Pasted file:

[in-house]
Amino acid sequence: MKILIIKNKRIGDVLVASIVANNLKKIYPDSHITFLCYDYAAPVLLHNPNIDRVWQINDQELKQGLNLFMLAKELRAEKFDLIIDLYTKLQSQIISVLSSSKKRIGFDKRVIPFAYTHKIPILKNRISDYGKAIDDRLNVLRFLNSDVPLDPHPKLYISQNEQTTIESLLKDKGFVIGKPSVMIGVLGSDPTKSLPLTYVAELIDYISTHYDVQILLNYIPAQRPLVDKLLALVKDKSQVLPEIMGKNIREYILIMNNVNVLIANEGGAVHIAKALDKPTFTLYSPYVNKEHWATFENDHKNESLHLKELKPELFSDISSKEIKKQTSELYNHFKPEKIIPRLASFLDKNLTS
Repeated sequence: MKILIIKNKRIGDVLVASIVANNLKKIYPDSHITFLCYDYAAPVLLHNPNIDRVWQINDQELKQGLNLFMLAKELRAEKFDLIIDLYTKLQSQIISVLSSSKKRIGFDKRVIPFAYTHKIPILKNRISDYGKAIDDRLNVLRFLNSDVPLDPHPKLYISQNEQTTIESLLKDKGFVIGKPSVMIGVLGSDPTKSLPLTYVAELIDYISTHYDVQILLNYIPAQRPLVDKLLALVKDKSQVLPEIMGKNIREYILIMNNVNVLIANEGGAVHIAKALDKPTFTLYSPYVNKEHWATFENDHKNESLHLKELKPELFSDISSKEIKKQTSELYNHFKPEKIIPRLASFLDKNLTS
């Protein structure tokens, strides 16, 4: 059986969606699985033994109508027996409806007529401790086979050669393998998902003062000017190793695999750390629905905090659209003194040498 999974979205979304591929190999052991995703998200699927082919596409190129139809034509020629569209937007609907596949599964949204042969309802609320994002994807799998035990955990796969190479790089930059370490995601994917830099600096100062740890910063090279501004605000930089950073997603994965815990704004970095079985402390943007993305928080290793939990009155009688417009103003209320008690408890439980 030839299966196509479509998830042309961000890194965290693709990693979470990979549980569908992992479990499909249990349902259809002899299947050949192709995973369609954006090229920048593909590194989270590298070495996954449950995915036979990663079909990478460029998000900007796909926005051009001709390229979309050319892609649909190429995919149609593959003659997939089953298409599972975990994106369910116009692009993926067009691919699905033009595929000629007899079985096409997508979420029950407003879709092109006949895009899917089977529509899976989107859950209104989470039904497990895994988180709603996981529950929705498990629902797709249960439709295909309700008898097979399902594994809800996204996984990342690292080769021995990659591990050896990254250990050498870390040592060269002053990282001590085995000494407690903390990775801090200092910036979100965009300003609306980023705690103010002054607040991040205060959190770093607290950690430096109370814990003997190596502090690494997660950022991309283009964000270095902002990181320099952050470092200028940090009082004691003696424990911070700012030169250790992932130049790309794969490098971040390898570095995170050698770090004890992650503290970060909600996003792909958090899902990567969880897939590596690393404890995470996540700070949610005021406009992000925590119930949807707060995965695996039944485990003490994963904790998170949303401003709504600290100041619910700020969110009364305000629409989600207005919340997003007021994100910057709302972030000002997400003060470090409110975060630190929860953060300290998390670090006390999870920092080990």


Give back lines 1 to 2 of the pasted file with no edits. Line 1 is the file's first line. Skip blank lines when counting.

[in-house]
Amino acid sequence: MKILIIKNKRIGDVLVASIVANNLKKIYPDSHITFLCYDYAAPVLLHNPNIDRVWQINDQELKQGLNLFMLAKELRAEKFDLIIDLYTKLQSQIISVLSSSKKRIGFDKRVIPFAYTHKIPILKNRISDYGKAIDDRLNVLRFLNSDVPLDPHPKLYISQNEQTTIESLLKDKGFVIGKPSVMIGVLGSDPTKSLPLTYVAELIDYISTHYDVQILLNYIPAQRPLVDKLLALVKDKSQVLPEIMGKNIREYILIMNNVNVLIANEGGAVHIAKALDKPTFTLYSPYVNKEHWATFENDHKNESLHLKELKPELFSDISSKEIKKQTSELYNHFKPEKIIPRLASFLDKNLTS